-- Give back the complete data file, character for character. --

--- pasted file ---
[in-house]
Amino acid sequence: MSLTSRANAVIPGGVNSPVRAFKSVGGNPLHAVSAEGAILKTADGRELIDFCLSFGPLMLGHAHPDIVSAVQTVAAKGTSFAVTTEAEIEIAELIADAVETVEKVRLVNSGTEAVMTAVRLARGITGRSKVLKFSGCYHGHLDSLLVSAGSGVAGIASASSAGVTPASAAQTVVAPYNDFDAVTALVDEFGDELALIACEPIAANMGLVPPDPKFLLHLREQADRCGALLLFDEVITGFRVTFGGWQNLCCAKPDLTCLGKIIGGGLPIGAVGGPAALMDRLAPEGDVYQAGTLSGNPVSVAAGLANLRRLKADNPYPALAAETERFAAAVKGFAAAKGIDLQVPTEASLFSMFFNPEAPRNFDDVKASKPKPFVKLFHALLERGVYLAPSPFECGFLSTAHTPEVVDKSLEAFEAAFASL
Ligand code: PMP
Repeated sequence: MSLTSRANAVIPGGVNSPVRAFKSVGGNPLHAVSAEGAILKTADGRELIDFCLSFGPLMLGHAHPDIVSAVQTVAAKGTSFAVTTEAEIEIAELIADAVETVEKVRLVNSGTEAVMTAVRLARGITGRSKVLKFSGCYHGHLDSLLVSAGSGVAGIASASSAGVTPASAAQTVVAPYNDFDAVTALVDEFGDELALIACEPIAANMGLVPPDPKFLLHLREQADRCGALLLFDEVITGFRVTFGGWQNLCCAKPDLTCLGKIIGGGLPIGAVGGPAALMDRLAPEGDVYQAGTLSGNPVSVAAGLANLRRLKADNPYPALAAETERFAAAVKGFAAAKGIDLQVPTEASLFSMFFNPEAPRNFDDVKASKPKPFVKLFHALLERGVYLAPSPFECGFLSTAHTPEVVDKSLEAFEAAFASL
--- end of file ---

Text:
[in-house]
Amino acid sequence: MSLTSRANAVIPGGVNSPVRAFKSVGGNPLHAVSAEGAILKTADGRELIDFCLSFGPLMLGHAHPDIVSAVQTVAAKGTSFAVTTEAEIEIAELIADAVETVEKVRLVNSGTEAVMTAVRLARGITGRSKVLKFSGCYHGHLDSLLVSAGSGVAGIASASSAGVTPASAAQTVVAPYNDFDAVTALVDEFGDELALIACEPIAANMGLVPPDPKFLLHLREQADRCGALLLFDEVITGFRVTFGGWQNLCCAKPDLTCLGKIIGGGLPIGAVGGPAALMDRLAPEGDVYQAGTLSGNPVSVAAGLANLRRLKADNPYPALAAETERFAAAVKGFAAAKGIDLQVPTEASLFSMFFNPEAPRNFDDVKASKPKPFVKLFHALLERGVYLAPSPFECGFLSTAHTPEVVDKSLEAFEAAFASL
Ligand code: PMP
Repeated sequence: MSLTSRANAVIPGGVNSPVRAFKSVGGNPLHAVSAEGAILKTADGRELIDFCLSFGPLMLGHAHPDIVSAVQTVAAKGTSFAVTTEAEIEIAELIADAVETVEKVRLVNSGTEAVMTAVRLARGITGRSKVLKFSGCYHGHLDSLLVSAGSGVAGIASASSAGVTPASAAQTVVAPYNDFDAVTALVDEFGDELALIACEPIAANMGLVPPDPKFLLHLREQADRCGALLLFDEVITGFRVTFGGWQNLCCAKPDLTCLGKIIGGGLPIGAVGGPAALMDRLAPEGDVYQAGTLSGNPVSVAAGLANLRRLKADNPYPALAAETERFAAAVKGFAAAKGIDLQVPTEASLFSMFFNPEAPRNFDDVKASKPKPFVKLFHALLERGVYLAPSPFECGFLSTAHTPEVVDKSLEAFEAAFASL